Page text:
Sunday, March 05, 2017

An Intention Argument for Doxastic Voluntarism

(1) If coming to believe is an act capable of being under direct voluntary control, doxastic voluntarism is true.
: This is one form of what is called 'doxastic voluntarism', by definition.
: Note that this does not require that the voluntary control be complete, indefeasible, or universal.
: Note that the reference is to 'coming to believe' rather than 'believing'.

(2) An act is under direct voluntary control when actually guided by intention to a particular end.
: Voluntary control requires (a) voluntariness and (b) control. The former requires that there be an intention; the latter requires that this intention guide action to a particular end.

(3) Coming to believe is sometimes actually guided by intention to a particular end.
: This can be seen by the fact that we seem to be able to have a direct effect on coming to believe in at least some specific ways.
: (a) We seem to be capable of affecting our coming to believe by resolving to follow evidence or be logical. We do sometimes resolve these things. Our resolving them is best explained by the fact that we find in our experience that we can come to believe under stricter or looser regimes, i.e., holding ourselves to stricter or looser standards, and these standards are voluntarily accepted or discarded. But this means we can change our coming to believe at least in some ways by resolution, which means that intention is a causal factor in coming to believe.
: (b) We seem to be capable of suspending judgment. But to suspend judgment is both an intentional act and one that directly affects our coming to believe. Therefore intention is capable of providing at least some guidance in coming to believe.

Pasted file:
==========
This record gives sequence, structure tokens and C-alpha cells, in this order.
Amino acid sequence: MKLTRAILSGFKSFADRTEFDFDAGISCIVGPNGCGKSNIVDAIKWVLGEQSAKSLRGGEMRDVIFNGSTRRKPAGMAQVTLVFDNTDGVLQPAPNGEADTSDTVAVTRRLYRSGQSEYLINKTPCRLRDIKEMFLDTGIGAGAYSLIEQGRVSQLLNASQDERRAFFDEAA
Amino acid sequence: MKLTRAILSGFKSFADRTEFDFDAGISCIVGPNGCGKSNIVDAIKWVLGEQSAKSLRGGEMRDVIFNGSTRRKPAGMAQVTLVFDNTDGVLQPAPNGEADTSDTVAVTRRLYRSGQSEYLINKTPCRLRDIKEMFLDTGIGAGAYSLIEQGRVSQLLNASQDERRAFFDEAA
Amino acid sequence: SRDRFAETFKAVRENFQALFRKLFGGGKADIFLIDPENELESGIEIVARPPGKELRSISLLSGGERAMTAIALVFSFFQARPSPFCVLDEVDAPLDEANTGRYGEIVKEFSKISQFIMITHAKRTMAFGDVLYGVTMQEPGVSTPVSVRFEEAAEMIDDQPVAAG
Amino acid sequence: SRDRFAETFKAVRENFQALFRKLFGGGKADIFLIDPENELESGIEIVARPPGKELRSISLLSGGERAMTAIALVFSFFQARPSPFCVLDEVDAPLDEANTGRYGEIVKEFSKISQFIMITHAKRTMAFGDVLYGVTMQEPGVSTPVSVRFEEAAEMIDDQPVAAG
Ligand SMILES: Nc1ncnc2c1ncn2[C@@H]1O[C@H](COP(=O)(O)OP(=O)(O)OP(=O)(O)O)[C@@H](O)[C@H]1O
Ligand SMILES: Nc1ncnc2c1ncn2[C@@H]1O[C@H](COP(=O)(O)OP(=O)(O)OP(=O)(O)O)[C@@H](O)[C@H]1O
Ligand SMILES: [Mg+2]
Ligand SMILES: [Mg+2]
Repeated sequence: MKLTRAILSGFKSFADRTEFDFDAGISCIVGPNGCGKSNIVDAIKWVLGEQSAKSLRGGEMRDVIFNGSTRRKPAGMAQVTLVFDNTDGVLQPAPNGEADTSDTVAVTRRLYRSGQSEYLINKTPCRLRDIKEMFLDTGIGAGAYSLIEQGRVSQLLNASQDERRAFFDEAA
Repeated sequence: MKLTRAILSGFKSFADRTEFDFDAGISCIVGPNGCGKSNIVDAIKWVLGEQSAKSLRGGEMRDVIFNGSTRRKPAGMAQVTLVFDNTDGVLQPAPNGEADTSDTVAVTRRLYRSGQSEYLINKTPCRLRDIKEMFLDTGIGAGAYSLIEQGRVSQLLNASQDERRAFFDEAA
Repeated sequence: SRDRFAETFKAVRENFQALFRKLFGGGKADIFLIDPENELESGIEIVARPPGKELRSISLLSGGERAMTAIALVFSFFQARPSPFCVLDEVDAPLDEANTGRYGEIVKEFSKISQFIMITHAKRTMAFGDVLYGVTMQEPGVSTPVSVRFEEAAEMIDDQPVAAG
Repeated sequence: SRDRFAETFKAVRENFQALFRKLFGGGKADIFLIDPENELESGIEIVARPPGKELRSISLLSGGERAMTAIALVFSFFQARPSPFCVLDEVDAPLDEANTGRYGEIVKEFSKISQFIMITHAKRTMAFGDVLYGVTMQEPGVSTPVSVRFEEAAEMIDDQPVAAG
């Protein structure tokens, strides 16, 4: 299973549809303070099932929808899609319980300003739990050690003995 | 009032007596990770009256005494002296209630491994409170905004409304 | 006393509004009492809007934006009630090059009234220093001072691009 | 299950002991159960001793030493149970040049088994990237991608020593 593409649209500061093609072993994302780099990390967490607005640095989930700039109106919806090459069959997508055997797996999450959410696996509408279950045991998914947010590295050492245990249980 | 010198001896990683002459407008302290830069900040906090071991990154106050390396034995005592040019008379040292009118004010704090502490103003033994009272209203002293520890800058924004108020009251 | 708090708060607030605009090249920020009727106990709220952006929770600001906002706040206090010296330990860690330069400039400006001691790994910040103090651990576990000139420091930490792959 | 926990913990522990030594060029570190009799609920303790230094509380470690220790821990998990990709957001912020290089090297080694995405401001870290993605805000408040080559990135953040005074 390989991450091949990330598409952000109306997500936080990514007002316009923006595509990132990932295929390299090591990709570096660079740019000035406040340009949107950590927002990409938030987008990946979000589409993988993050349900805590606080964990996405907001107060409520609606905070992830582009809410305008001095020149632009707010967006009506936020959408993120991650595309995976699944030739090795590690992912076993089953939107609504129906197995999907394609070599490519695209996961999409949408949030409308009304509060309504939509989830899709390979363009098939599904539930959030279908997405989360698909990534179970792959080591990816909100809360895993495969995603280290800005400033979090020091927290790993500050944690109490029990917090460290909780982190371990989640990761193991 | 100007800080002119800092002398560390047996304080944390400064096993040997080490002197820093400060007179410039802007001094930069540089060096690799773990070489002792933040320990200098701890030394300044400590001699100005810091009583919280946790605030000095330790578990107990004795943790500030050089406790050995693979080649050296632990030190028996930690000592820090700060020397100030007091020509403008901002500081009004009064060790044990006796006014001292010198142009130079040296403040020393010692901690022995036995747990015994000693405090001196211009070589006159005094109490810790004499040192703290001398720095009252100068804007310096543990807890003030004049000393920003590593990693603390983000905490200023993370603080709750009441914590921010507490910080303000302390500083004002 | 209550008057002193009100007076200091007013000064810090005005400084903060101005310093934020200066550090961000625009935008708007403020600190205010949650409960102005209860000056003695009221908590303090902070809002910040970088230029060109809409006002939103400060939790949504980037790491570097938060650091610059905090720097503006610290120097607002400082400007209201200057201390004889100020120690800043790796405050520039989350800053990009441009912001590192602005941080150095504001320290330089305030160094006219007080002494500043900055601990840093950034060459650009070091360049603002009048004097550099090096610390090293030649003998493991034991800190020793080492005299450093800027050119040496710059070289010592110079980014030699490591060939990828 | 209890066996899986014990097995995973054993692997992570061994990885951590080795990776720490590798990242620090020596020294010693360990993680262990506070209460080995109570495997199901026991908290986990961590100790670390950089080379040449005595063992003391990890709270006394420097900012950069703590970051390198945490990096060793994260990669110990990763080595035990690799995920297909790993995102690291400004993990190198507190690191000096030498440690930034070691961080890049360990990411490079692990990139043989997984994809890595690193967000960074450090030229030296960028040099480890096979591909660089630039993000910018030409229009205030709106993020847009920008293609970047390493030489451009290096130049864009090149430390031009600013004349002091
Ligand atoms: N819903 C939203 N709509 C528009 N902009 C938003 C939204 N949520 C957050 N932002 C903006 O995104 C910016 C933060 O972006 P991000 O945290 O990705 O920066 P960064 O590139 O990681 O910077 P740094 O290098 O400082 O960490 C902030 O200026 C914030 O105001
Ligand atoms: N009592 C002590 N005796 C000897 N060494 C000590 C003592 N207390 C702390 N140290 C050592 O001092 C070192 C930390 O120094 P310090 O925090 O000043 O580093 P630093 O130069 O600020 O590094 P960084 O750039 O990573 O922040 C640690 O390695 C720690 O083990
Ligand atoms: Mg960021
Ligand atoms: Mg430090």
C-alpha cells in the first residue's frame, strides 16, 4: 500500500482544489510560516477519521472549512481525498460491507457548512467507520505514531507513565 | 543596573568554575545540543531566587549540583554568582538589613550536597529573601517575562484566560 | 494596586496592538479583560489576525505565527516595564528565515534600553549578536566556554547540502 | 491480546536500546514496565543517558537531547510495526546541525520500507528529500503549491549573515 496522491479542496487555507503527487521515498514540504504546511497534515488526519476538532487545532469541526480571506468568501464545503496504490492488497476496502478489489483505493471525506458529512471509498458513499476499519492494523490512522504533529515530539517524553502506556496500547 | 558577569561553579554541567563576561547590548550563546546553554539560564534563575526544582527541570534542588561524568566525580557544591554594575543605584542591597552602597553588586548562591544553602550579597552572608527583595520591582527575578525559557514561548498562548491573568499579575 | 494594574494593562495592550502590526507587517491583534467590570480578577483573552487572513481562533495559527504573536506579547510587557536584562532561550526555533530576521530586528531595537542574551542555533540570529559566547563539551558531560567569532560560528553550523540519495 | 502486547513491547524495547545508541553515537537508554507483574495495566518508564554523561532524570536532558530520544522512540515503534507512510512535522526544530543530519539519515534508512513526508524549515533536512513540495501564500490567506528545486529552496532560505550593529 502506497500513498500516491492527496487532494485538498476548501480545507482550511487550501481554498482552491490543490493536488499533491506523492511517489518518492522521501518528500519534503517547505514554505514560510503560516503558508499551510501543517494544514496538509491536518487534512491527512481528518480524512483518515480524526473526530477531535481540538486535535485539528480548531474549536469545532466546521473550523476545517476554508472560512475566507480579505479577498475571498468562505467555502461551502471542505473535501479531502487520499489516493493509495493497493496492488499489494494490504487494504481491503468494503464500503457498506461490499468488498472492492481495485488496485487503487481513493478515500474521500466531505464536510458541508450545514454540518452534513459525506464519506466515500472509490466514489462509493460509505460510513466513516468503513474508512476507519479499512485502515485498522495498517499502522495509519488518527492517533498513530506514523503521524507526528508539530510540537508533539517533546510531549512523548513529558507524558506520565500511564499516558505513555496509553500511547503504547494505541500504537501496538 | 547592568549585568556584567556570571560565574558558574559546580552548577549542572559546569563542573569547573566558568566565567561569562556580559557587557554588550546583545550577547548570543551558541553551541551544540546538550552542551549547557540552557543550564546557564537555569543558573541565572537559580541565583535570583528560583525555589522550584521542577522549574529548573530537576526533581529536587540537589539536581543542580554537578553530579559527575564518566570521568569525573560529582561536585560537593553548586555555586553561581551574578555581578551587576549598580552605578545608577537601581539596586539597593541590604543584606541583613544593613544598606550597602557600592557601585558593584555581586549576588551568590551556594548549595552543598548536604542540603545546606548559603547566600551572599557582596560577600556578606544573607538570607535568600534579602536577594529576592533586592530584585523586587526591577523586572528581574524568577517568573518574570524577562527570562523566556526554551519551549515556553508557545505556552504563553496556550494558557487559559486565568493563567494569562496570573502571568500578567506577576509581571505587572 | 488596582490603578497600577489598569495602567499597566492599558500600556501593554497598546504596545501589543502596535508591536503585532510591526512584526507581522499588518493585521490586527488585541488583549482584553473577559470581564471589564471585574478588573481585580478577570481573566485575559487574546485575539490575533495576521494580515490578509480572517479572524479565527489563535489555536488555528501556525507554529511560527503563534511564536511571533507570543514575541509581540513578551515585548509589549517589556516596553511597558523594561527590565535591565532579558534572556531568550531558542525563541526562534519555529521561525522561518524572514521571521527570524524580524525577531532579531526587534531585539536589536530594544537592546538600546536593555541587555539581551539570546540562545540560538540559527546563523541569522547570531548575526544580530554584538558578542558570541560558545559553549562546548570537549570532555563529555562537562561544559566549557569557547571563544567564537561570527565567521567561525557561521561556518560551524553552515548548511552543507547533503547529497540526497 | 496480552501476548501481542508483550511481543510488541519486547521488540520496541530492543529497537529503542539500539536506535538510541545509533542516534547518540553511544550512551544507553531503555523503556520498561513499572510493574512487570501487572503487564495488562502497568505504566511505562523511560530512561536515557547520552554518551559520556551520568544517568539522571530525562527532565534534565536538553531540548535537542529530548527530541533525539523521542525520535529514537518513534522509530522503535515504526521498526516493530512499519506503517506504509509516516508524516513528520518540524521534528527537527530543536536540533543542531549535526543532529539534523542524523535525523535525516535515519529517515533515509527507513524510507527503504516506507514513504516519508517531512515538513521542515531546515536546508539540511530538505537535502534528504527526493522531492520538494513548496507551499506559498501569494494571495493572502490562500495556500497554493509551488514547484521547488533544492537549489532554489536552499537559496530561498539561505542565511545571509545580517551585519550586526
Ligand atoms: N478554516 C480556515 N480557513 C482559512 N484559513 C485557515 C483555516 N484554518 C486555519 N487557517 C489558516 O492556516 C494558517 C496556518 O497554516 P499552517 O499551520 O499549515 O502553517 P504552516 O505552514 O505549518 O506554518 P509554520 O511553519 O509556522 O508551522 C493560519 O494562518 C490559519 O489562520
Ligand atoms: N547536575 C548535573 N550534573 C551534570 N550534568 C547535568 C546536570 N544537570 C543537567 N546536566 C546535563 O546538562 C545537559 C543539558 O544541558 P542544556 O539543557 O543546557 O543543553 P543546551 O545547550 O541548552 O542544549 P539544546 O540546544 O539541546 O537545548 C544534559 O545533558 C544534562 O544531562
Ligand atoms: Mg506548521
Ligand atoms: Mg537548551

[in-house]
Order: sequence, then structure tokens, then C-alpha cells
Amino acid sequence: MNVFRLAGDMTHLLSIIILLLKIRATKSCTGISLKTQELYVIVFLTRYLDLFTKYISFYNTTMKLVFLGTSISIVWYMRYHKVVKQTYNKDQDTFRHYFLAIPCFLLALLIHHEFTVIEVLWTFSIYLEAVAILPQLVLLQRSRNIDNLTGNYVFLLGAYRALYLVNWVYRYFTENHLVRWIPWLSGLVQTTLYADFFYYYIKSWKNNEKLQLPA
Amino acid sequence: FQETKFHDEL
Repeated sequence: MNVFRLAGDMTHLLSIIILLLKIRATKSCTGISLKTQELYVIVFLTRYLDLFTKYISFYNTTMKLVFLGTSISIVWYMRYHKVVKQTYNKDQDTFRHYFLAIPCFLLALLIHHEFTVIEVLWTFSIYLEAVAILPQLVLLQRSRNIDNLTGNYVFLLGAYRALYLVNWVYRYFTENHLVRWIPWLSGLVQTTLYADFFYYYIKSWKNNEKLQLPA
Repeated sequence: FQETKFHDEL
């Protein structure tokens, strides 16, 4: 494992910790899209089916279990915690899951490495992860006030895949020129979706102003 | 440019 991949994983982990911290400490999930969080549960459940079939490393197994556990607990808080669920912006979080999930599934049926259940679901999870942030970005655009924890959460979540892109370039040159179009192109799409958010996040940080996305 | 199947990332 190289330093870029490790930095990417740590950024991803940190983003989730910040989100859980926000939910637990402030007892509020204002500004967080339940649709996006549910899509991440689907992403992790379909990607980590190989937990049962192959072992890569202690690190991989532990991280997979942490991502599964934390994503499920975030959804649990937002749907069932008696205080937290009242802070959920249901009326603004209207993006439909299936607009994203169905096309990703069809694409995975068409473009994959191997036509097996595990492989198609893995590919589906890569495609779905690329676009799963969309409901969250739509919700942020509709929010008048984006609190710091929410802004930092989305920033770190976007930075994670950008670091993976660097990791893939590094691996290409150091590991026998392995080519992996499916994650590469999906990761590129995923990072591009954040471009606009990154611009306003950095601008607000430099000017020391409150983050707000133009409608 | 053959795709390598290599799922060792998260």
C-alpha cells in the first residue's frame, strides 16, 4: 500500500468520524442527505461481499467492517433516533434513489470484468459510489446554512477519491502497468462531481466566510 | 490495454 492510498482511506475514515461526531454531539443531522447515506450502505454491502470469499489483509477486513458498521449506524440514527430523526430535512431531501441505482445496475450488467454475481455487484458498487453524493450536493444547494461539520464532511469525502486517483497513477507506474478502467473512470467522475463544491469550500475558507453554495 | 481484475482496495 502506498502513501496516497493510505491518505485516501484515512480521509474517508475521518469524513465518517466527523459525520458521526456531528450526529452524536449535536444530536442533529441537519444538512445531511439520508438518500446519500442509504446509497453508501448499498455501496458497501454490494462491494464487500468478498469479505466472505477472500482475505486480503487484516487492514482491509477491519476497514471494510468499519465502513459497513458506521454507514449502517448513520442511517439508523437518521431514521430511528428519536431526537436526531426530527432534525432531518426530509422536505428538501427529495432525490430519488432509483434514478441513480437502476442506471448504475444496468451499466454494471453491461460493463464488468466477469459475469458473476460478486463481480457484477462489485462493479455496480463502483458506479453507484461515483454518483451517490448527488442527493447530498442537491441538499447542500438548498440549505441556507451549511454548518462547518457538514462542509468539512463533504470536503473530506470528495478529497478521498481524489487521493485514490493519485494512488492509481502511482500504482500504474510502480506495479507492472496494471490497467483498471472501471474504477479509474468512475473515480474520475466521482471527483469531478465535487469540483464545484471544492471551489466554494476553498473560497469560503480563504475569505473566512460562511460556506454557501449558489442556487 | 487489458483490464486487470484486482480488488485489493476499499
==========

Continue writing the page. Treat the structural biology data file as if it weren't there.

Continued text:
: (c) We seem to be able to refuse to believe, for ethical reasons; thus, for instance, we talk about refusing to believe that one's spouse is betraying one, because of the ethical value of trust. But refusing to believe would be a direct intentional control of coming to believe.
: (d) We seem to be capable of deferring to others in other belief; thus, for instance, we seem to defer to experts about what to believe about specific details in matters in which we are already in agreement. But this deference is an intentional act, and it appears to guide coming to believe.
: (e) We regularly propose pragmatic reasons for believing something (e.g., that it is easier to understand or more promising for future inquiry). In other areas of life in which we propose pragmatic reasons, it is because they are capable of being acted on voluntarily.

(4) Therefore coming to believe is an act capable of being under direct voluntary control.
: From (2) and (3).
: Note again that this is a fairly minimal conclusion: it does not require that we be able to believe arbitrarily and without any regard for evidence, for instance, and it does not require that our control be perfect or easy; nor does it require that we always are able in fact to do it. One of the most common errors in arguments against doxastic voluntarism is the assumption that it requires that coming to believe be arbitrary, easy to change, or involve nothing but choice, none of which are actually required in order to hold that we can control our belief, any more than saying that you have voluntary control over your limbs means that your movements will always, or even can ever, be purely arbitrary, always easily effected, or depend solely on one's will, all of which obviously may depend on conditions.

(5) Therefore doxastic voluntarism is true.
: From (1) and (4).
: Those who dabble in philosophical discussions of doxastic voluntarism may note that this is something of a 'tollensing' of the argument against doxastic voluntarism in Dion Scott-Kakures, "On Belief and Captivity of the Will." Philosophy and Phenomenological Research 54 (1994): 77-103, with some adaptation for difference of direction.

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